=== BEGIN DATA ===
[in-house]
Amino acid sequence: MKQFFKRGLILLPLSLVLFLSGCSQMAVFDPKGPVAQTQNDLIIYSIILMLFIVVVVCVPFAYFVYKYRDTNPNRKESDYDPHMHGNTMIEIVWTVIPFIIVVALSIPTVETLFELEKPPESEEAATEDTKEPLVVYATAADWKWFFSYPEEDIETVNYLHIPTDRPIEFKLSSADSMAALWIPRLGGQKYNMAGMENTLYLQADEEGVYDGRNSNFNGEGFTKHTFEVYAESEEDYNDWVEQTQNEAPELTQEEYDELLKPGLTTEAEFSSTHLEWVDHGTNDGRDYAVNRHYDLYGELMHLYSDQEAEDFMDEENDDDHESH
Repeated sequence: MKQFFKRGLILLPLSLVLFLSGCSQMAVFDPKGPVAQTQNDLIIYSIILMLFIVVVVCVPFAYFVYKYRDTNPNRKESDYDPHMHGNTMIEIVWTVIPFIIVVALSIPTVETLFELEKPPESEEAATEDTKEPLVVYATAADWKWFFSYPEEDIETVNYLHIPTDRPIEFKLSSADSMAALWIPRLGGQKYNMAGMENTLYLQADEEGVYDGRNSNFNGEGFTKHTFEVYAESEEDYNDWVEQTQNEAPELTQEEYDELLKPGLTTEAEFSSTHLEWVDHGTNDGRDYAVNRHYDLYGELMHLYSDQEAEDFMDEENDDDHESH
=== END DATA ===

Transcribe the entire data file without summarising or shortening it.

[in-house]
Amino acid sequence: MKQFFKRGLILLPLSLVLFLSGCSQMAVFDPKGPVAQTQNDLIIYSIILMLFIVVVVCVPFAYFVYKYRDTNPNRKESDYDPHMHGNTMIEIVWTVIPFIIVVALSIPTVETLFELEKPPESEEAATEDTKEPLVVYATAADWKWFFSYPEEDIETVNYLHIPTDRPIEFKLSSADSMAALWIPRLGGQKYNMAGMENTLYLQADEEGVYDGRNSNFNGEGFTKHTFEVYAESEEDYNDWVEQTQNEAPELTQEEYDELLKPGLTTEAEFSSTHLEWVDHGTNDGRDYAVNRHYDLYGELMHLYSDQEAEDFMDEENDDDHESH
Repeated sequence: MKQFFKRGLILLPLSLVLFLSGCSQMAVFDPKGPVAQTQNDLIIYSIILMLFIVVVVCVPFAYFVYKYRDTNPNRKESDYDPHMHGNTMIEIVWTVIPFIIVVALSIPTVETLFELEKPPESEEAATEDTKEPLVVYATAADWKWFFSYPEEDIETVNYLHIPTDRPIEFKLSSADSMAALWIPRLGGQKYNMAGMENTLYLQADEEGVYDGRNSNFNGEGFTKHTFEVYAESEEDYNDWVEQTQNEAPELTQEEYDELLKPGLTTEAEFSSTHLEWVDHGTNDGRDYAVNRHYDLYGELMHLYSDQEAEDFMDEENDDDHESH